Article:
By Rebecca Bulnes
By Laurie Charles
By Chuck Strouse
By Lee Zimmerman
By Laurie Charles
By Falyn Freyman
By Hans Morgenstern
That Los Lobos' sound has had a distinctive impact on Americana music is pretty much a given.
Until they came along, most roots rockers found their sources in places such as Bakersfield, Memphis, and Nashville and in groups such as the Byrds, the Band, Creedence Clearwater Revival, and ensembles who integrated the twang of country music with the edginess of rock and roll. Los Lobos effectively expanded the boundaries into the heartland, from the Spanish-speaking enclaves of Southern California to the dusty towns that dot both sides of the Mexican border. These days Los Lonely Boys, Los Super Seven, the Mavericks, and the Latin Playboys (the latter whose membership includes dos Lobos, David Hidalgo and Louie Perez) have followed Los Lobos' lead by refueling Spanish songs and a distinctive Latino accent with rock's drive and determination.
It's not surprising then to find Steve Berlin, Los Lobos' sax man, keyboard player, and, oddly, only non-Chicano, acknowledging his band's role as forebears. "Inescapably yes," he agrees, before qualifying his response. "But all those waves seem to have crested and broke without us on them. Not that it bothered us. We've always been in a different place than wherever that was."
Certainly "wherever that was" wasn't the barrios of East LA, an unlikely launching place for a rock band in the mid-Seventies. Weaned on boleros, mariachis, norteño, and other folk idioms, Los Lobos -- Berlin, Hidalgo (guitar, violin, accordion, and vocals), Perez (drums, guitar, vocals), Conrad Lorenzo (bass and vocals), and Cesar Rosas (guitar and vocals) -- combined those influences with an obsession for rock and roll, Tex-Mex, blues, C&W, and R&B, creating a mesh that remains intrinsically their own.
Berlin confesses that while the bandmates were working their way toward the cultural divide, he was educating himself on their musical origins. "The band formed as a way for guys playing soul and rock covers to reclaim their souls, and it kinda grew from there," he offers. "When I met them, I knew exactly nothing about Mexican music and the sax tradition within it. They asked me if I wanted to learn. It too grew from there." Los Lobos' career now spans 30 years, thousands of gigs, and several albums, EPs, and compilations.
When Los Lobos graduated from their neighborhood haunts in the late Seventies, they began sharing stages with other upstarts of the punk/New Wave era such as the Go-Go's, X, and the Blasters. Following a pair of EPs, the homegrown Del Este de Los Angeles and And a Time to Dance, Los Lobos released their full-length debut How Will the Wolf Survive for Slash, a punk label operating under the aegis of Warner Bros. Records, to reams of critical kudos in 1984. It still stands up as one of the band's best efforts, a compelling mix of Southwestern soul, spirited rock and roll, and rootsy folk that left an indelible imprint.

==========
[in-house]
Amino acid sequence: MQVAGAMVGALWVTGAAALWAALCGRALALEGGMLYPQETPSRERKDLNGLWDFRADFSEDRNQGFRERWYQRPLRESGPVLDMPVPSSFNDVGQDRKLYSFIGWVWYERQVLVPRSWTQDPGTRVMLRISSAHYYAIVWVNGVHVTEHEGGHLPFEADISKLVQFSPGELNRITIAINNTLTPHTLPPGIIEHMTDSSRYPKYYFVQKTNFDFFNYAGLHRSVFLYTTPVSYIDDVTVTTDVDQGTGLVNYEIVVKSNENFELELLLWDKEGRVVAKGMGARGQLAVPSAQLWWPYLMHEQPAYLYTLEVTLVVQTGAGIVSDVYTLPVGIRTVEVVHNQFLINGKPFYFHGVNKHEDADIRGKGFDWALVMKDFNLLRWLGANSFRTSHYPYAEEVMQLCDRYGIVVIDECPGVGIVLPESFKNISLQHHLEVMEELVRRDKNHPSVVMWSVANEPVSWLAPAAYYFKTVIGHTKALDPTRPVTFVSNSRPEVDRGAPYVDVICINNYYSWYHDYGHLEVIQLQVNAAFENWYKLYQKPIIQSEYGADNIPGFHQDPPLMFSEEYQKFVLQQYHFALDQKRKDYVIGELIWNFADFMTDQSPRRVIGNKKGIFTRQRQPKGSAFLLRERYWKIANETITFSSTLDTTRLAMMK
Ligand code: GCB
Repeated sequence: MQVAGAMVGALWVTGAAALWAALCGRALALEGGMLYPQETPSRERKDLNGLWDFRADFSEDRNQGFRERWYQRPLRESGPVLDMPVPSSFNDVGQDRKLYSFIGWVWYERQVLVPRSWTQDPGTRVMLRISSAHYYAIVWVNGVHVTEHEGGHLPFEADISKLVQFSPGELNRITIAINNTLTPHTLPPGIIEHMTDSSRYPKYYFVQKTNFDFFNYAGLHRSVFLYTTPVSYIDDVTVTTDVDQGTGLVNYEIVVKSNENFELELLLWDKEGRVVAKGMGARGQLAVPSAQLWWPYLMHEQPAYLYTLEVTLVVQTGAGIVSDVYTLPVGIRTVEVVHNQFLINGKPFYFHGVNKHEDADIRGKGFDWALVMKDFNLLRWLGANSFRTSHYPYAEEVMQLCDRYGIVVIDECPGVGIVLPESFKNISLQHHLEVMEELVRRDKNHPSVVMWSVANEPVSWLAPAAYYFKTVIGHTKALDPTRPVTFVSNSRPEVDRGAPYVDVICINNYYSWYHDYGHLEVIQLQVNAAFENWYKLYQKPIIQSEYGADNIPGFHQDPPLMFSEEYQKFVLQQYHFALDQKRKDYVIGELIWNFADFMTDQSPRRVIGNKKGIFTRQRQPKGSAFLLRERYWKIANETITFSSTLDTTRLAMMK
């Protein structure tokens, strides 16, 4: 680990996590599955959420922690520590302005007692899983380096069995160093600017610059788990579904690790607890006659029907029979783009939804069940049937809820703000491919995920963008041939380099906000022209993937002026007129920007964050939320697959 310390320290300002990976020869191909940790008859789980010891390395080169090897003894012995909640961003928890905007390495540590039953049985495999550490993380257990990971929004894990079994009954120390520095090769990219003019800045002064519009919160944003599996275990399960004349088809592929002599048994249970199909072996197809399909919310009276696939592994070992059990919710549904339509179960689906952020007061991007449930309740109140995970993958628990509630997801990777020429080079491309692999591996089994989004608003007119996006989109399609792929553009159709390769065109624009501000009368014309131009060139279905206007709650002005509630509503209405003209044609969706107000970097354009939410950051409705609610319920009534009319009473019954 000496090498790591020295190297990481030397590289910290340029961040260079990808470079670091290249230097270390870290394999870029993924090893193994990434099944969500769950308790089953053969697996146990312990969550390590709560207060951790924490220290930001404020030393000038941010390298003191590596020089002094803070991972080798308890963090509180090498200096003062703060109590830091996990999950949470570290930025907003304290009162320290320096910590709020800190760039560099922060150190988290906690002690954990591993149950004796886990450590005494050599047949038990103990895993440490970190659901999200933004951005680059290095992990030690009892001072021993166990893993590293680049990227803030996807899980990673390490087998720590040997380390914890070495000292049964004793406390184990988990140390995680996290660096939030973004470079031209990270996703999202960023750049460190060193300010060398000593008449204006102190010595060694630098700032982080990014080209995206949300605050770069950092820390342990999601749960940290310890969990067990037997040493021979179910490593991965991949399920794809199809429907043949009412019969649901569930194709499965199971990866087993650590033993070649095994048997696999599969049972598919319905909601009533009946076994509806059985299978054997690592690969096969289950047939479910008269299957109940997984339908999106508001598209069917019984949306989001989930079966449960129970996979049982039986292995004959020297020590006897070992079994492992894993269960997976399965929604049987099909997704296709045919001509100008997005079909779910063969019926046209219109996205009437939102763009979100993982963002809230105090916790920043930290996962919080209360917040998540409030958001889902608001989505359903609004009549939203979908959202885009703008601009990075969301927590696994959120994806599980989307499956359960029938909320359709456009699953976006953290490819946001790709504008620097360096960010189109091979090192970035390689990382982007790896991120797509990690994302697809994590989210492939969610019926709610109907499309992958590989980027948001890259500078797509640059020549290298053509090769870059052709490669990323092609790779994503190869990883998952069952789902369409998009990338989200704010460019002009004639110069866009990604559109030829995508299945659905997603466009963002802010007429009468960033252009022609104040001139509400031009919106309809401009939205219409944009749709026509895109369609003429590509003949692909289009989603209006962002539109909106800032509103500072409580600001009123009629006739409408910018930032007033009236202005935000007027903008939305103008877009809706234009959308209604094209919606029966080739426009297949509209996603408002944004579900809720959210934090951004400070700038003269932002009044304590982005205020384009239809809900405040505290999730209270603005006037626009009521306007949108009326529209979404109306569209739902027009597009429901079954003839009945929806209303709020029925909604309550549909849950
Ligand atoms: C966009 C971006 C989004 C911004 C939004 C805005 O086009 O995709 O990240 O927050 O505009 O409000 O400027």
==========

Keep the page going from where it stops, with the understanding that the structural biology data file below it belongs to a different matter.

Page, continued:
Then in 1987 came Los Lobos' contribution to the La Bamba soundtrack and their mega-successful cover of the title tune, a traditional Mexican folk song originally reworked by Fifties rocker Richie Valens. Suddenly Los Lobos were international icons.
"We were as shocked as could be," Berlin admits. "Nobody could have thought a movie by a first-time director with no stars whatsoever about a sixteen-year-old singer who dies in a plane crash was gonna do big box office, much less a song from said movie. Nice circumstance though, and we certainly enjoyed every minute of the ride, but when the hubbub died down, we were right back where we started."
About the same time, Los Lobos released their second album of original material, By the Light of the Moon. It was a strong followup that was all but overshadowed by La Bamba. Their next attempt was 1988's La Pistola y el Corazón, a set sung entirely in Spanish. It marked a return to their barrio roots but was a complete commercial disaster. "The Spanish album was our soul reclamation project after La Bamba," Berlin explains. "We needed a high colonic. Not that any aspect of [La Bamba] was unpleasant in any way -- we just needed to get ourselves back on track after the utterly anomalous success of this little movie soundtrack that we did in our spare time."
By this time, the band members had turned their backs on commercial concerns to concentrate on pushing their parameters. Released in 1992, the erratically experimental Kiko offered up atmospheric instrumentation and unlikely arrangements, a varied blend of weary blues, border ballads, Appalachian laments, Dixieland, zydeco, and psychedelia, all enveloped by producer Mitchell Froom's expansive musical visions. A worthy but controversial attempt, it was loved by some and despised by others, although it holds up well in retrospect. The next record, a 1995 children's disc titled Music for Papa's Dream, wasn't a fan favorite.
Berlin maintains they deliberately tampered with their formula in order to keep themselves fresh. "We have low boredom thresholds and thick filters. So by the time the music gets through that, it's usually pretty good, and we do so much different stuff that by the time we're tired with one disguise, we're fitting a new one on," he explains. Their 1996 CD, Colossal Head, proved even less accessible than Kiko, and they subsequently fell victim to Warner's latest wave of roster cuts. A new deal with Disney-owned Hollywood Records led to the fittingly titled 1999 effort This Time.But that same year an even greater trauma hit home when Rosas's wife Sandra was kidnapped and murdered while the band was away on tour.